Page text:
Thumbnail: The Re-Masculation of Cyborg
The recent free eight-page preview for DC's upcoming Cyborg series by David F. Walker and Ivan Reis revealed a significant change for title character Victor Stone; after having his cybernetic arms severed and his life ended by rampaging monsters, the three-quarters mechanical hero came back to life with new, more human-looking limbs. To some readers it might seem a mere cosmetic makeover, but the change may have deeper implications. To understand why, it's helpful to understand how Cyborg is regarded by black critics.
At Emerald City Comic-Con earlier this year I was lucky enough to be on a panel on diversity and representation with David F. Walker, two months after his Cyborg title was announced. During the panel Walker, a black man, mentioned something about the character that I had never considered; Cyborg is an emasculated black man. In his New 52 origin story, he lost the entire bottom half of his body, which means that before becoming Cyborg, he was castrated. This was, for Walker, a problem with the character.
That might seem an odd point to raise given that genitals aren't a prominent feature in mainstream superhero stories; artists often famously elide any suggestion of genitalia on male characters down to a Ken doll smoothness. Marvel and DC don't tell sexually explicit tales in their main lines. Genitals are not a feature of the genre. It's not something readers are invited to think about.
But if we were to think about it, we might presume that we're expected to believe that other male heroes have genitals. We know that Cyborg does not. And there are people for whom this distinction does matter, with Walker among them.
Cyborg isn't just an emasculated man, but an emasculated black man, and as one of comics' higher profile black superheroes --- starring in his own movie in distant 2020 --- the unspoken fact of his castration is demeaning. The racist narrative of black man as sexual threat is served by the idea of a character who is rendered heroic in the same event that symbolically renders him sexually unthreatening. (Genitals do not define gender or sexual power, but they are often tied to an individual's relationship with their sexual, gender, and cultural identities.)
Writer Robert Jones Jr., known online as Son of Baldwin, set out the problem of Cyborg's castration in a guest post for the blog The Middle Spaces, noting, "This, to me, is the comic book version of the historical castrations that white supremacists often enacted against black men, of whose sexuality (which they exaggerated and demonized) they were enormously envious and frightened of." Jones asks whose fantasy Cyborg is meant to represent, saying; "Sufficiently neutered, Cyborg is DC Comics’ idea of a black character safe enough to be embraced by white people." Jones also laments that Cyborg "will not suddenly grow a penis" when Walker launches his series.
But perhaps he just did?
This updated take on Cyborg, with sleek, humanized limbs that grow to replace limbs that he lost, may have been designed in part to address this very problem of Cyborg's emasculation. In this eight-page preview, Walker may have made it his first order of business to right a wrong and give the character back his lost cultural identity. Even if the restoration is never directly addressed on the page, it can safely be inferred as a likely and intended consequence of this change.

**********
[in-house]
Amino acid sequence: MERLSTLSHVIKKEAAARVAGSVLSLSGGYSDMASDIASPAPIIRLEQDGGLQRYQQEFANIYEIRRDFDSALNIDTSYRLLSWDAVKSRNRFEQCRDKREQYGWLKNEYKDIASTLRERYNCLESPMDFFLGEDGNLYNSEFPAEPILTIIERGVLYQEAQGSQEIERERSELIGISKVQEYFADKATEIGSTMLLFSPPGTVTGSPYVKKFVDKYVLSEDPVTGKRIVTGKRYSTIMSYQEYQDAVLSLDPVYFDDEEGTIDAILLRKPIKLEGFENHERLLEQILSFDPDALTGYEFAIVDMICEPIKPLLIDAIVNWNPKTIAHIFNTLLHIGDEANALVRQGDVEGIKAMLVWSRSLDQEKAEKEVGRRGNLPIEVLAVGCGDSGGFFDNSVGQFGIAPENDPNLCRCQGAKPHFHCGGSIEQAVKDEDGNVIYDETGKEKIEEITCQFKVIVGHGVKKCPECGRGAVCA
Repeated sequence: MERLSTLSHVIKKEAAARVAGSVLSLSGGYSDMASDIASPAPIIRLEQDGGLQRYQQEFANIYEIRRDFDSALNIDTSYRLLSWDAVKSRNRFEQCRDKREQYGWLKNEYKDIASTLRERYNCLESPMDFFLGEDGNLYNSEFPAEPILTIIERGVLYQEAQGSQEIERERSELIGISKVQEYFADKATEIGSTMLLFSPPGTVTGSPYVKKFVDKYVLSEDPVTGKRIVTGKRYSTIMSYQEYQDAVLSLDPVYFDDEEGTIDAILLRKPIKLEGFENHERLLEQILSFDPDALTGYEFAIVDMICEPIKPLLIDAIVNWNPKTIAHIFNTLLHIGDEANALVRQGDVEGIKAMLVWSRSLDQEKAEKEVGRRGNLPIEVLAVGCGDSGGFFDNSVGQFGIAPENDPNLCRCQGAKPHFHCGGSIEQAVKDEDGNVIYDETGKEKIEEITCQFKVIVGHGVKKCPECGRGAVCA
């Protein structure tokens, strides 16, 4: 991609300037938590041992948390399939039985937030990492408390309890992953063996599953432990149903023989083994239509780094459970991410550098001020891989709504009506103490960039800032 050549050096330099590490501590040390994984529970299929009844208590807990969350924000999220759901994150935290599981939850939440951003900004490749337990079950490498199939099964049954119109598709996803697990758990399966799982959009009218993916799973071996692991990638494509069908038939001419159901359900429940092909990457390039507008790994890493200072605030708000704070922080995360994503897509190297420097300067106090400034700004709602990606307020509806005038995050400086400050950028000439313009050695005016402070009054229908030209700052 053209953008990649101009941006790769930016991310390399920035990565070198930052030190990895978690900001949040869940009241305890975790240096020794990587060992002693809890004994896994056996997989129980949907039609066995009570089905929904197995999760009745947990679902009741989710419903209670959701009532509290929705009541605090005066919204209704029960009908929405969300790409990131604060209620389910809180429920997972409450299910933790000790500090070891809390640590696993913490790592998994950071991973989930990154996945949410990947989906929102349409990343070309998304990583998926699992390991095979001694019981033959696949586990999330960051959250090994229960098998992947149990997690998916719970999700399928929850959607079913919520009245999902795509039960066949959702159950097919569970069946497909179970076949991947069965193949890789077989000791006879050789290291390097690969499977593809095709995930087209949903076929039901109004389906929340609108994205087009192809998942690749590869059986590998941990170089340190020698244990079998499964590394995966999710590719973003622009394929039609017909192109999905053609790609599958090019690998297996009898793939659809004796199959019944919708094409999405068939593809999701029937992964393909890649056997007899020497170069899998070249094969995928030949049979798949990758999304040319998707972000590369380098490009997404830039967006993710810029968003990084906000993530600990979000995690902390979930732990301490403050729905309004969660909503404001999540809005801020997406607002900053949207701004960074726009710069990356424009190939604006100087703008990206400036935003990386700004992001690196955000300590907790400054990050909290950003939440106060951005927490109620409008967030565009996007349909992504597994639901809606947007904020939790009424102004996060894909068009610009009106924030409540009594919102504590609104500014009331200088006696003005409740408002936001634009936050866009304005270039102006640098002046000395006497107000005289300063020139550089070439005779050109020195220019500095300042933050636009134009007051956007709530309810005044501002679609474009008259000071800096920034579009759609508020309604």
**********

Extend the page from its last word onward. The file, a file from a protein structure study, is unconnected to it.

You may think this is trivial. If you don't see why this matters, you may think that it doesn't matter. You may even think it's silly that it matters so much to someone else that they would use any energy to address it. You are fortunate that the castration of one of superhero comics' most prominent black heroes does not affect you, and you're in good company with other non-black writers and editors who didn't see the problem.
If a black reader tells you that it does matter, and it is a problem, you should listen.
Audiences that don't see themselves well represented in media have excellent reason to scrutinize the detail and nuance of the few representations that do exist. What might seem a molehill in the crowded landscape of white heroes becomes a mountain on the featureless plain of black heroes.
This is why we need black writers on black characters, and minority voices on minority characters. No, not exclusively, not in either direction; white writers will continue to have their fingerprints on everything, and black writers and writers of every color, race, and ethnicity deserve the same opportunities. But if publishers want to reach a diverse audience, they need to bring in talent that can speak to those readers directly about experiences and understandings that might be shared between, say, a black character and a black audience.
Creators from marginalized and minority groups will spot problems that straight white men ignore. They will avoid pitfalls that straight white men fall into. They will see, for example, why it matters to some Asian comics fans that Psylocke, one of the most prominent Asian heroes, was born white, or why it matters to some Jewish comics fans that a half-Jewish, half-Roma character like Scarlet Witch has been stripped of half her heritage. They'll see why it matters to a black comic fan that Cyborg was castrated when he became a hero. And they'll see why it matters to take time to correct that narrative if those readers are expected to feel welcome.